European Central Bank President Mario Draghi warned European leaders on Thursday (17 March) that monetary policy alone would not be enough to jumpstart the economy and that governments needed to do their job by pushing through structural reforms.
“I made clear that even though monetary policy has been really the only policy driving the recovery in the last few years, it cannot address some basic structural weaknesses of the eurozone economy,” Draghi told reporters.
“For that you need structural reforms, mostly driven to raise the level of demand, public investments and lower taxes. Even more importantly, one needs clarity on the future of our … monetary union,” he said after speaking to EU leaders.
European leaders will discuss further integration of the economies and policy-making of the 19 countries sharing the euro at a summit in June.
Ideas for further integration, put forward by the European Commission, France and Italy, include a joint deposit-guarantee scheme, a eurozone finance minister and a joint treasury.
Among the most controversial ideas is the joint issuance of debt, for instance to help finance reforms or to counter the effects of troughs in the business cycle. Germany strongly opposes the joint deposit-guarantee plan as well as any joint debt issuance.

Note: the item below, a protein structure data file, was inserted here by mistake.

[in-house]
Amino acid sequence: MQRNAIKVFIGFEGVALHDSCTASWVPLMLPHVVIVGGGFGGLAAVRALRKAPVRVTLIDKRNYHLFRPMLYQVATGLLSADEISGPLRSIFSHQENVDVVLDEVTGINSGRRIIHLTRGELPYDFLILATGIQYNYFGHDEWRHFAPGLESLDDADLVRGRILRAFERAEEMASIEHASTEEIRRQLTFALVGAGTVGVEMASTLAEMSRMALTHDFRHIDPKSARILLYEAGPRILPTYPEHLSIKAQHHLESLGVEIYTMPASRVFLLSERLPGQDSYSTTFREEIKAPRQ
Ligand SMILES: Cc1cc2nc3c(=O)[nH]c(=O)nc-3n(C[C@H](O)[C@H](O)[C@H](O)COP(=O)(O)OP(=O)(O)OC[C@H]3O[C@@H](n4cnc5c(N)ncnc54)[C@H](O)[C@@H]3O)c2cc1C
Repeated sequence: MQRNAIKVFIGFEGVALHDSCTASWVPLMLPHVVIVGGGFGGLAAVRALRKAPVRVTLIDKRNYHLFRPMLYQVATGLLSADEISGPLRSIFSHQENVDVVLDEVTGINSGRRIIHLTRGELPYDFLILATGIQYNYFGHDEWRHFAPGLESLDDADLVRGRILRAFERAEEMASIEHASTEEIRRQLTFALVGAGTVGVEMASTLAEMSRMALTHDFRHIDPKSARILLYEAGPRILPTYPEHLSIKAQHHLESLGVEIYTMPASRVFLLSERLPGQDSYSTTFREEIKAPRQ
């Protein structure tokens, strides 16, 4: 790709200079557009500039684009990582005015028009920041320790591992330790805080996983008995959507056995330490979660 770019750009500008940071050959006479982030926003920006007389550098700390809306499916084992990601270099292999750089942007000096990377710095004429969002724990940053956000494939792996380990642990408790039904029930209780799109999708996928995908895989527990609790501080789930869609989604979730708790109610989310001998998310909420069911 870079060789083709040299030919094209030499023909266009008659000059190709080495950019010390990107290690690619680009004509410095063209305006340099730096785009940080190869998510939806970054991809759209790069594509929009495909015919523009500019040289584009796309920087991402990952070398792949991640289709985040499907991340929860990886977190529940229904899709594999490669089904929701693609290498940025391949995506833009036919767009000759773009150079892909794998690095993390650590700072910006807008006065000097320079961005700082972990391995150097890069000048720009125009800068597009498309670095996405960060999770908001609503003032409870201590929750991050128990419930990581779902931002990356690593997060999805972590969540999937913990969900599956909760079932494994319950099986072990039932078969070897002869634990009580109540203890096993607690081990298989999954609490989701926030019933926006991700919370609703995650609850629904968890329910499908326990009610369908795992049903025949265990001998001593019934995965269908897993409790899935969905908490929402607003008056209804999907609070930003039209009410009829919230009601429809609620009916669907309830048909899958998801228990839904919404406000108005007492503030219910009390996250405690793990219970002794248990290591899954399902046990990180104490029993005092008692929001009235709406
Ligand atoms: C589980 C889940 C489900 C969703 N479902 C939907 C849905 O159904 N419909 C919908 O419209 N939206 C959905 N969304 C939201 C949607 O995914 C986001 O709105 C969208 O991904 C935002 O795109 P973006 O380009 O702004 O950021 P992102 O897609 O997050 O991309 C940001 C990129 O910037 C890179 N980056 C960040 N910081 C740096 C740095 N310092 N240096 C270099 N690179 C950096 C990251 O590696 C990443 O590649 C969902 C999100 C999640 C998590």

Draghi spoke to reporters after briefing European leaders on the state of the eurozone economy and the risks it was facing.
“The economy is recovering, albeit with a lower momentum. We see signs of improvements in various parts of the economy — partly in the labour market, partly in the credit market,” Draghi said.
“But the risks remain on the downside and some of these risks have been intensifying, starting with early December last year,” he said.
Draghi said he expected ECB interest rates to stay low, or to be even lower than now, for a considerable period.
“The Governing Council expects the interest rates to remain at present, or at lower levels … for an extended period of time and well beyond the end of our asset purchase programme,” he told reporters, repeating his remarks from last week.
In December, the ECB extended the duration of its asset purchase programme, under which the bank buys eurozone government bonds to inject more cash into the slow-growing economy, by six months until March 2017 — “or beyond” as Draghi said.